# cosc-4317 lecture-4 frequency-01 fs

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• 8/7/2019 COSC-4317 Lecture-4 Frequency-01 FS

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Goal

In this module, we will look at the frequency domain

representation of signals

Different models are used depending on the nature of the

independent/dependent variable (Continuous vs. Discrete)

Next module applies these concepts to filtering techniques.

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Time domain operations are often not very informative and/or

efficient in signal processing

Examples: nature of noise present (filtering); data that can be eliminated

(compression);

An alternative representation and characterization of signals

and systems can be made in transform domain

Essentially mathematical operators

The two domains or characterizations are complementary of

each other Most are invertible (You can get one from the other and vise versa)

Provide different insight to solving problems

Why Another Domain

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Jean Baptiste Joseph Fourier

Fourier was born in Auxerre, France in 1768 Most famous for his work La Thorie Analitique de

la Chaleur published in 1822

Translated into English in 1878: The AnalyticTheory of Heat

Nobody paid much attention when the work was firstpublished

Had crazy idea (1807): Any periodic function can berewritten as a weighted sum of sines and cosines ofdifferent frequencies.

Many didnt believe him including Lagrange, Laplace,Poisson.

Not translated into English until 1878!

One of the most important mathematical theories inmodern era.

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The Big Idea

Any function that periodically repeats itself can be expressed as a

an (infinite) sum of sines and cosines of different frequencies

each multiplied by a different coefficient a Fourier series

5

=

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Example

6

The Fourier theory

shows how most real

functions can be

represented in termsof a basis of sinusoids.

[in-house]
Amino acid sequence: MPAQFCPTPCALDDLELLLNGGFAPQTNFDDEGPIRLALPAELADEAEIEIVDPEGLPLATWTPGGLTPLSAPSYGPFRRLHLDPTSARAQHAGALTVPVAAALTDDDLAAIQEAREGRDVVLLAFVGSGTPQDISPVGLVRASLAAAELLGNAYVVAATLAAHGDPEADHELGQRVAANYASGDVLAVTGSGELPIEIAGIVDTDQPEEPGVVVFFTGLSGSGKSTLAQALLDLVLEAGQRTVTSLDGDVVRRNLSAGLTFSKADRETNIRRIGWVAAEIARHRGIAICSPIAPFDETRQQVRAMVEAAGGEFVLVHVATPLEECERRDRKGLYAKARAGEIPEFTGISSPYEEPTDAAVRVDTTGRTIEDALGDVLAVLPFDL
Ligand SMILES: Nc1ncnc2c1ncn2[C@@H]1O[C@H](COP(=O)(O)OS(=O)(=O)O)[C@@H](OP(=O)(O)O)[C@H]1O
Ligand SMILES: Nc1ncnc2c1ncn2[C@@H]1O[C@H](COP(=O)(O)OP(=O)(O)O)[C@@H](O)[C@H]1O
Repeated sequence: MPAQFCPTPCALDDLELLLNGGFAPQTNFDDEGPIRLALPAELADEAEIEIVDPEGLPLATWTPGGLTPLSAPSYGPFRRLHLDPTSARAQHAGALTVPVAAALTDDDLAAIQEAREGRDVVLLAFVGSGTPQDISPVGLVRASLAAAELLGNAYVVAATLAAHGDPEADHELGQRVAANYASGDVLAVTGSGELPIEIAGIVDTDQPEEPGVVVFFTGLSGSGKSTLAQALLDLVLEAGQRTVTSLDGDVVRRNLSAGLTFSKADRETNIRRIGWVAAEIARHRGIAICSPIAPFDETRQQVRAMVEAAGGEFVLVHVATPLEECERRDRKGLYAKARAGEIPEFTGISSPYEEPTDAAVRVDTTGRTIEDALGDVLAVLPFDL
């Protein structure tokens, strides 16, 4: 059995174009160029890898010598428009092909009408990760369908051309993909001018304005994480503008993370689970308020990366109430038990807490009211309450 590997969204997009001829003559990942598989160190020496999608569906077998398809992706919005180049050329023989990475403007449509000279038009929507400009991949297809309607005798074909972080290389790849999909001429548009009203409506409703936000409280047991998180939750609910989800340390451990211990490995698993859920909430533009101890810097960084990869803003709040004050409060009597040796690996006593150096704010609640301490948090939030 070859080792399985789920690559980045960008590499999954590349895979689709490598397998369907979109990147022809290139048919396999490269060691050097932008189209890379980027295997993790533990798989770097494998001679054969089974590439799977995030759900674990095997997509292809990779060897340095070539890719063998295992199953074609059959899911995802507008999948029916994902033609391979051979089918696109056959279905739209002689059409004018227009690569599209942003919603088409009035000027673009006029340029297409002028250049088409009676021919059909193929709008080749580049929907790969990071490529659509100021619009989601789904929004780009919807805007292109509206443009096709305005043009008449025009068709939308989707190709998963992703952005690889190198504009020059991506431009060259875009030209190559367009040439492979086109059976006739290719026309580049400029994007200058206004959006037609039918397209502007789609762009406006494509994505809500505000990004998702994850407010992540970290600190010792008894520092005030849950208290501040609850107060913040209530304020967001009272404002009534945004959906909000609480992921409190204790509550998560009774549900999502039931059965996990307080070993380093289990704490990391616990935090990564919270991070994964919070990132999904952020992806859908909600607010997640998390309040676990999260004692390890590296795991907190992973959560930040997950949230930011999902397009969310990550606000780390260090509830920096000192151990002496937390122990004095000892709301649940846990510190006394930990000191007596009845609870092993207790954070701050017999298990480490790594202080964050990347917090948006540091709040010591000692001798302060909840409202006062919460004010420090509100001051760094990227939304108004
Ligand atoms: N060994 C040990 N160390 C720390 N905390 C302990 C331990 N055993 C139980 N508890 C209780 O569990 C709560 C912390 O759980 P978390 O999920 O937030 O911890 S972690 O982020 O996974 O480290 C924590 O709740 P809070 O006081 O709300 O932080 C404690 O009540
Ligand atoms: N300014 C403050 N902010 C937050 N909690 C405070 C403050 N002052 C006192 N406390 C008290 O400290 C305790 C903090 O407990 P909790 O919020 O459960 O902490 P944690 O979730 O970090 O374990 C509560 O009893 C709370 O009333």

The building block:

A sin( x + )

Add enough of them to get any

signal you want.Notice how we get closer andcloser to the original function as weadd more and more frequencies

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Example

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The concept/model was later expanded to accommodate different types ofsignals:

Fourier Series

For Periodic continuous functions

Fourier Transform

For any continuous function

functions that are not periodic (but whose area under the curve is finite) can beexpressed as the integral of sines and cosines multiplied by a weighing function.

Discrete Fourier Transform

For sampled sequence of data (digital data)

Digital signal processing uses the discrete Fourier transform, DFT (1D and 2D) Today, the concept of composing a signal in terms of basis functions (delta

functions, polynomilas, sinusoidal functions, wavelets, etc.) is taking forgranted and forms the basis of many fields including compression andfiltering, among many others.

Fourier Types

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Frequency Family

9

Type of Function (Signal) Fourier Model Used

Signals that are continuous

and aperiodic

Fourier Transform

Signals that are continuous

and periodic

Fourier Series

Signals that are discrete

and aperiodic

Discrete Time Fourier

Transform (infinite sum)

Signals that are discrete

and periodic

Discrete Fourier

Transform (finite sum-

discretized frequency)

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Math Background

Complex Numbers (we will use i or j interchangeably)

j2 = -1 or

C= R + j I

R is the real part and I is the imaginary part

C*= R j I

Complex conjugate (replacing each j with j)

Can be easily viewed in an Re-Im Plane (as 2-tuple vector)

The magnitude is given by

C can also be written as

22 IRC

)sin(cos CjCC

2//2-),/(tan 1 RI

10

1j

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Magnitude and Phase in the Complex

Plane

The graph show the

magnitude and phase of a

complex number z

11

22 IRz

2//2-),/(tan 1 RI

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Magnitude and Phase in the Complex

Plane

Another way (very

important way) to write

the complex number is as

an exponential

12

jezz

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Special case of the Unit Circle

13

je

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Multiplication

14

When you multiply two complex numbers, their magnitudes

multiply:

This can be easily seen in the exponential notation

)()()( yxxy

xxxy

111

jezz 222 jezz)(

2121212121 || jjj ezzezezzz

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For a complex number z:

z = a + bj

Its conjugates is given by :z* = a - bj

The complex conjugate z has